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Today, I had the pleasure and honor of ending our trip by attending an African First Ladies Summit entitled “Investing in Women: Strengthening Africa” which was co-sponsored by our former First Lady, Mrs. Laura Bush.  There are so few people in the world who know what it feels like to be married to the President of the United States, and Mrs. Bush has been so incredibly kind and welcoming to me and my family over the years.  So I was thrilled to have the chance to see her and her husband, President Bush, and to attend this very important event.

Upon arrival, I got to meet First Ladies from countries all across Africa who came here to Tanzania for this summit.  These women are doing extraordinary work in their home countries – from raising awareness about HIV/AIDS, to fighting violence against women, to working to end child hunger – and it was inspiring to learn about the difference they are making across this continent. 

I then had a lively discussion with Mrs. Bush about the impact that First Ladies can have on the important issues this conference is focused on: women’s health, women’s economic empowerment, and education for women and girls.  This last issue is particularly near and dear to my heart and has been part of my focus throughout this trip.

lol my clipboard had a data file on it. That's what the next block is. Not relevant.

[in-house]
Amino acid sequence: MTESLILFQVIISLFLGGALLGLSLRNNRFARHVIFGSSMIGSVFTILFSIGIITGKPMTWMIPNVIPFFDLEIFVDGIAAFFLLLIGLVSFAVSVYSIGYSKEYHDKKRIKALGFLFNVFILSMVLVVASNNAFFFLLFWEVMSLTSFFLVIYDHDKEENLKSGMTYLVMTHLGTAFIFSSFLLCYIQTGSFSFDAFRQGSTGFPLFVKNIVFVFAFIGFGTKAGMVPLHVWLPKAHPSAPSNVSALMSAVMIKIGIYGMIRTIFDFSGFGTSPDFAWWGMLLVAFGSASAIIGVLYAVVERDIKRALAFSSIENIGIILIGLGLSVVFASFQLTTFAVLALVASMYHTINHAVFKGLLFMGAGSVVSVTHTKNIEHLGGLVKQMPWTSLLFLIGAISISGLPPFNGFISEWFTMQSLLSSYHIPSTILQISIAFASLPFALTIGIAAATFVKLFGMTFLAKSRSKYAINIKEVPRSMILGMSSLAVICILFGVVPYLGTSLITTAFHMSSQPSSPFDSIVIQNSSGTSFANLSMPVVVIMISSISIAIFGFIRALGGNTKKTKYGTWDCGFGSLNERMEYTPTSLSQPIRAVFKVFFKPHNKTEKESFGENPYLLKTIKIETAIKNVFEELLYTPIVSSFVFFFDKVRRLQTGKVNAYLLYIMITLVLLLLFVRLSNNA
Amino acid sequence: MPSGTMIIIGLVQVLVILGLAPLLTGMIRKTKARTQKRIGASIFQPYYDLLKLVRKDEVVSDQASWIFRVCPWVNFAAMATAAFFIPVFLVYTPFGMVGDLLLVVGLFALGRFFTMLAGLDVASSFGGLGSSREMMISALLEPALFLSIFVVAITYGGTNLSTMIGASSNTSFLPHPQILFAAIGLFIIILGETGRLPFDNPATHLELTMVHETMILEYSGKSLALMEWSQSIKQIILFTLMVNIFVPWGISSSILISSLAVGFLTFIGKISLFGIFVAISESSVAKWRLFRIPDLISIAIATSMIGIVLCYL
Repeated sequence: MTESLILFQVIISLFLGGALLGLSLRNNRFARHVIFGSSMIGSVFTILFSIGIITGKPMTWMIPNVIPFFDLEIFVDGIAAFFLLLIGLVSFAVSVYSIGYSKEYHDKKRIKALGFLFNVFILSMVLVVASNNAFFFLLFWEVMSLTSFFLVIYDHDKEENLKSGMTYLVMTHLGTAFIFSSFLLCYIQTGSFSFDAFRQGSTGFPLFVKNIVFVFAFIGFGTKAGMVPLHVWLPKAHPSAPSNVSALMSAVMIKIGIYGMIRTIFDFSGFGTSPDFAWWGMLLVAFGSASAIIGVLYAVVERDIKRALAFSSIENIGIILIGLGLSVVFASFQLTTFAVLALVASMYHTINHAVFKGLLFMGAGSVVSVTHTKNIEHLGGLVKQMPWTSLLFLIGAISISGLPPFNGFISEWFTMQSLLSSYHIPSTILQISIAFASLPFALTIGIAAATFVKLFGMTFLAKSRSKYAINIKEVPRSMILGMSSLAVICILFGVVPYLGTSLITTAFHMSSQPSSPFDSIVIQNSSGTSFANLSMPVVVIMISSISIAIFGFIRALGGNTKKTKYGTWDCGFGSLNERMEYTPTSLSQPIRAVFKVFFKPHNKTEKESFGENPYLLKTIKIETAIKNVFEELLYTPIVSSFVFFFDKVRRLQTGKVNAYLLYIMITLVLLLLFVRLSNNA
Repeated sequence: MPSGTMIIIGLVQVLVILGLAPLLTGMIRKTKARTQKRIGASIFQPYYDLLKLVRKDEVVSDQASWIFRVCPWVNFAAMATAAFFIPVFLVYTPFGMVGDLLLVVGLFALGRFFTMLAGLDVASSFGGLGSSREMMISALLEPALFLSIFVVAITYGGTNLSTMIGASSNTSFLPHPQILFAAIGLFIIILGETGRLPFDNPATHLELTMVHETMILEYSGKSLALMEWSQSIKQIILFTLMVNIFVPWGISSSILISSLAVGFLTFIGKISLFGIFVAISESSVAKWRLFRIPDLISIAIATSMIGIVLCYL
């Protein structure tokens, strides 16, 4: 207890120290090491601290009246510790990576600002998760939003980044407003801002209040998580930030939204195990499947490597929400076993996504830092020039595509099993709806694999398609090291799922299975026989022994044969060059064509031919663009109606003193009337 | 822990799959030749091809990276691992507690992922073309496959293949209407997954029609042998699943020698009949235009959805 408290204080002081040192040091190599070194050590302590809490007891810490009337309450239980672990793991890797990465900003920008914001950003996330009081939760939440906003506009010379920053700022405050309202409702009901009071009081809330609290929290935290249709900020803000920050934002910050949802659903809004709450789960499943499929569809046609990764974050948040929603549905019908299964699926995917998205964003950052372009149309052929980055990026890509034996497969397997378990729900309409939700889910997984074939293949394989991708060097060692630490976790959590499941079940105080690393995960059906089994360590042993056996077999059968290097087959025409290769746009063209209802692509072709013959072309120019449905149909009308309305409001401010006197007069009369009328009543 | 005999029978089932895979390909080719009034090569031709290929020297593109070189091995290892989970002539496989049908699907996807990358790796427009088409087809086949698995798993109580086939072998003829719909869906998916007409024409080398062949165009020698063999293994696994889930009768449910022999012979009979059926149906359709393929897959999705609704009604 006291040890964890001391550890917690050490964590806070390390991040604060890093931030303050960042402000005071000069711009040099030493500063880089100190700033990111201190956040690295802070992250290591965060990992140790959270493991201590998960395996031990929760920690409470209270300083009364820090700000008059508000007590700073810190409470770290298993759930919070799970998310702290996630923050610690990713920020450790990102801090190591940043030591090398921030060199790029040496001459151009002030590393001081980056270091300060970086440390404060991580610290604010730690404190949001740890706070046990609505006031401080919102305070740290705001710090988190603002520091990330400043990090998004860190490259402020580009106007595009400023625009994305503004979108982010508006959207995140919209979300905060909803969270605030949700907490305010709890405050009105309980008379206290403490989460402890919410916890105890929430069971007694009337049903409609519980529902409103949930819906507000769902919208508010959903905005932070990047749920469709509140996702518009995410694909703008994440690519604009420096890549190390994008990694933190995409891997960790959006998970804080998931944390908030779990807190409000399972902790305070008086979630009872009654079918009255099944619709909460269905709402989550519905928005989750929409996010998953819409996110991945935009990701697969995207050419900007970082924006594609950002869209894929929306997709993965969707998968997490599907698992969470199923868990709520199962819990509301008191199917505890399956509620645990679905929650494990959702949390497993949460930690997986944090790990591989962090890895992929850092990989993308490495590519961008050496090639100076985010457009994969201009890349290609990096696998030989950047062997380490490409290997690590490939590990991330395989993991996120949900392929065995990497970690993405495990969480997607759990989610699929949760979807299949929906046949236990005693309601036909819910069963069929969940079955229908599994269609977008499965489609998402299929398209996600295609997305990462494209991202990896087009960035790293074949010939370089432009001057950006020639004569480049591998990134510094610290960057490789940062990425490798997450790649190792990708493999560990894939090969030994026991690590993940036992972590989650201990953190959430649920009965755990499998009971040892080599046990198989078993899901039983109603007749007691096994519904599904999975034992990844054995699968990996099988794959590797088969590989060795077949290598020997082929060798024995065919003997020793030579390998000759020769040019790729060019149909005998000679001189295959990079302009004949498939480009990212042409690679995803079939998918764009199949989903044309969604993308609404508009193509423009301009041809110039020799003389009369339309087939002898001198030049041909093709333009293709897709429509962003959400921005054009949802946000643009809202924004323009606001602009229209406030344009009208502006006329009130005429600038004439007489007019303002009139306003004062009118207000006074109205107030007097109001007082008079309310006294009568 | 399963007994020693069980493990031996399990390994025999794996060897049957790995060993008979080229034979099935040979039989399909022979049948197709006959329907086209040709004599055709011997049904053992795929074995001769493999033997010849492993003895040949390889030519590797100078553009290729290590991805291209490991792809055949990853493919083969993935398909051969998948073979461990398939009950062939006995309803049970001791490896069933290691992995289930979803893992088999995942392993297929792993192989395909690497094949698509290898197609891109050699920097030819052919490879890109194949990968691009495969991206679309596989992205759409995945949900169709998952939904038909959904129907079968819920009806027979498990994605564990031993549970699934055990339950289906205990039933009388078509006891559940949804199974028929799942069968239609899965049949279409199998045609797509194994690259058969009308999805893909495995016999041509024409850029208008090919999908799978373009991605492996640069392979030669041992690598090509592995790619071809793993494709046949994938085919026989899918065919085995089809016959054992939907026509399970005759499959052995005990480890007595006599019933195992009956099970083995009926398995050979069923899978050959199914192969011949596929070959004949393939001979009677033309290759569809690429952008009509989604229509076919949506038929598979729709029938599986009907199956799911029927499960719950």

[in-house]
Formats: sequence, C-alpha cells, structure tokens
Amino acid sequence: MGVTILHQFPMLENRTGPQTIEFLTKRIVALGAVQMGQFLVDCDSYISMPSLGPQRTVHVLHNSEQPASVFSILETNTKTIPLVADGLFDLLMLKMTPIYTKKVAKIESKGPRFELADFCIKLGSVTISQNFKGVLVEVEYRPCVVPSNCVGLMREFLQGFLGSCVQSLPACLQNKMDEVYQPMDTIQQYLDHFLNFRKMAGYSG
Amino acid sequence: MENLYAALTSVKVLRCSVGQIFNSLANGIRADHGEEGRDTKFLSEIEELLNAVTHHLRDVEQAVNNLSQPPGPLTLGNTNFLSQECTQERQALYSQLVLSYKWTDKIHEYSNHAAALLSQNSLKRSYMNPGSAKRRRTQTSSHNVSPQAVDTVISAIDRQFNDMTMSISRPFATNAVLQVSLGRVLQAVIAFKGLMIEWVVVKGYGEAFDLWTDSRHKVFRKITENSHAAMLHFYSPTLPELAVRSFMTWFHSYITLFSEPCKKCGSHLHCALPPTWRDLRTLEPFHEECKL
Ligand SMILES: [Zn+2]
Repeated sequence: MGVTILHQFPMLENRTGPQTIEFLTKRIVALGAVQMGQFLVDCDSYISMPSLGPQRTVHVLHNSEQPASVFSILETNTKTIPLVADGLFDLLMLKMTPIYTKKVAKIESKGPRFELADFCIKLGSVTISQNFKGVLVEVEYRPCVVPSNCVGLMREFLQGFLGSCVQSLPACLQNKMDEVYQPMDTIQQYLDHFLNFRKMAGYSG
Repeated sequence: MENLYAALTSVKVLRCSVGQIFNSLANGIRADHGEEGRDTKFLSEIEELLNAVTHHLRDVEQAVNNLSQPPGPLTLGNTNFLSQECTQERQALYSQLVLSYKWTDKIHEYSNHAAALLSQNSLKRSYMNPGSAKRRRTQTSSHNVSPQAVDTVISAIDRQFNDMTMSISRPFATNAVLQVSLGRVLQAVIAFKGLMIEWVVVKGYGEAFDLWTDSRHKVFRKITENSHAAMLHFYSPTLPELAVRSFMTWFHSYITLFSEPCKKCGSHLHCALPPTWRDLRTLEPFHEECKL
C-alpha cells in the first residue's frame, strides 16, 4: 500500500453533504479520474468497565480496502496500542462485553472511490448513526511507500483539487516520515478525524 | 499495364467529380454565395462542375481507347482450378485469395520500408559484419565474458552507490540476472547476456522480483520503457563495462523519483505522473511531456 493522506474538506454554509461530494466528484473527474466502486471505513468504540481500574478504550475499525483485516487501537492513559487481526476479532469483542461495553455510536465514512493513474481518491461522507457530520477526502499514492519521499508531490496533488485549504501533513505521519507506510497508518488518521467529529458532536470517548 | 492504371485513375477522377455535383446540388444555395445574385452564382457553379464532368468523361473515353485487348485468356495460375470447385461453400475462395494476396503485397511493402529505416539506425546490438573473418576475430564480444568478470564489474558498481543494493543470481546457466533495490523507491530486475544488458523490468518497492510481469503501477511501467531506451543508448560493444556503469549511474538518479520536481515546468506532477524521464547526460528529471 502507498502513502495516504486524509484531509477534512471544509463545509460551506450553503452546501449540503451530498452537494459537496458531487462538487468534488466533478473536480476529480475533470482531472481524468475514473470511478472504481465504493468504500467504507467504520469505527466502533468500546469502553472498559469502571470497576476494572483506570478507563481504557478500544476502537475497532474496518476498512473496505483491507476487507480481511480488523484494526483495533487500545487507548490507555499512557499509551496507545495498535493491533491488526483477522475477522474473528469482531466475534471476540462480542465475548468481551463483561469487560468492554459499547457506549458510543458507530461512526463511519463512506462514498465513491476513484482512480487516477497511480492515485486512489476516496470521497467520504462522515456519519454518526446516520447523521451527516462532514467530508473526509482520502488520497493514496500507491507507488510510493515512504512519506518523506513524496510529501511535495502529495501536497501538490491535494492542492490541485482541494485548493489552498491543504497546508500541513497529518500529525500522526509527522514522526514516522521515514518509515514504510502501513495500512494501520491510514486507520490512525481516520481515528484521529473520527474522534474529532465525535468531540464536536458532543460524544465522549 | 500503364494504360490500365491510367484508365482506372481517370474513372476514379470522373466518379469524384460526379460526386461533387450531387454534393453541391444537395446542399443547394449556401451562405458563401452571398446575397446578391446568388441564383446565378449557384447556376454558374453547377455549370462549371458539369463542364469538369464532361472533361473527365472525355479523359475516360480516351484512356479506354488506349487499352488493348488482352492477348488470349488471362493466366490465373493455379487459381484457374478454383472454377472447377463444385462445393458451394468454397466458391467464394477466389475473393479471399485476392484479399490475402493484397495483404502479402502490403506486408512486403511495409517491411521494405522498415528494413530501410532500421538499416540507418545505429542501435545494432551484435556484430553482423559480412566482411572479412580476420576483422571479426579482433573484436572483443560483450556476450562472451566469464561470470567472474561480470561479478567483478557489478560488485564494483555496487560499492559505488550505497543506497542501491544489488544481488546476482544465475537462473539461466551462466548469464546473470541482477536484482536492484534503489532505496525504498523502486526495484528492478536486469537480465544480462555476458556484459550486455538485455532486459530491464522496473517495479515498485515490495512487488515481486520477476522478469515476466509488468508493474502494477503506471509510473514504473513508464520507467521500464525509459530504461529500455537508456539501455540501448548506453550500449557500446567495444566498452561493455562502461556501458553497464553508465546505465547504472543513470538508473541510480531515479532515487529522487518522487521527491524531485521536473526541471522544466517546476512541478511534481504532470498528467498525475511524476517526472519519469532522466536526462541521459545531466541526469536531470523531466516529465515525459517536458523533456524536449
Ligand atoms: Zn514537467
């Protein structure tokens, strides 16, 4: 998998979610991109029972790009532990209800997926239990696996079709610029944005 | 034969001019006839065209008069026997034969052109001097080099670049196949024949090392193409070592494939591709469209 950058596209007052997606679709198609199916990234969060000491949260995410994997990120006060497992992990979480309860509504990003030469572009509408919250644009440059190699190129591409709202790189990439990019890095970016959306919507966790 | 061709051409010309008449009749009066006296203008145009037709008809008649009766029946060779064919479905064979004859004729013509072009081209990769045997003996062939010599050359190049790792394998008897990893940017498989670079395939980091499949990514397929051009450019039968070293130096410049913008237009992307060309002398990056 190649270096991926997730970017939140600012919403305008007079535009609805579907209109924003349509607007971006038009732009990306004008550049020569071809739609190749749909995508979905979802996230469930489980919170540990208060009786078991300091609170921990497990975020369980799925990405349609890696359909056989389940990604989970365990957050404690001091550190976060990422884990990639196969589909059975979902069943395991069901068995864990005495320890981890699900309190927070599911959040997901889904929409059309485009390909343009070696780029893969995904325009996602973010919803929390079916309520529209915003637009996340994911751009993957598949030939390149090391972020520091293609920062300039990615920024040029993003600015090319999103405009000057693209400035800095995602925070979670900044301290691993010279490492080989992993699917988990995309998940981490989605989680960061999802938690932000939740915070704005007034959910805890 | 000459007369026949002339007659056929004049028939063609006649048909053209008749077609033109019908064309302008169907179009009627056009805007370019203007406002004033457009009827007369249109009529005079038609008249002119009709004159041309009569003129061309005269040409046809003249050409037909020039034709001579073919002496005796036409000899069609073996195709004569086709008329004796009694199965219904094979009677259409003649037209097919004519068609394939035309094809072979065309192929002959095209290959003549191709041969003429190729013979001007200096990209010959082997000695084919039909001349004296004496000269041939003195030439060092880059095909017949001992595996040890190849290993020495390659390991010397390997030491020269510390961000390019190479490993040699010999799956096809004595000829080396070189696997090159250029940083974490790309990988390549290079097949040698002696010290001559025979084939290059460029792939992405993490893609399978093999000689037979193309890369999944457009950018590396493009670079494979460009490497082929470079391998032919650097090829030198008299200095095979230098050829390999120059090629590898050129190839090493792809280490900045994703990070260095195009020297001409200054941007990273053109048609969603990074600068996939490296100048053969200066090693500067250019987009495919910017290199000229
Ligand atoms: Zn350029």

The fact is that too often, in developing countries, girls simply don’t get the chance to attend school.  In some parts of Africa, fewer than 20% of girls ever attend high school.

There are many reasons for this education gender gap.  Sometimes, girls’ families simply can’t afford the costs of sending them to school (for things like school fees, uniforms, or school supplies).  Or if parents don’t have enough money to send all their children to school, they’ll send their sons instead of their daughters.  In some parts of the world, girls are expected to get married when they’re very young – when they’re teenagers or even younger – or they have to work to help support their families, so they can’t go to school.  And in some places, a girl may have to walk many miles to attend the nearest school, and it may not be safe for her to do that by herself.

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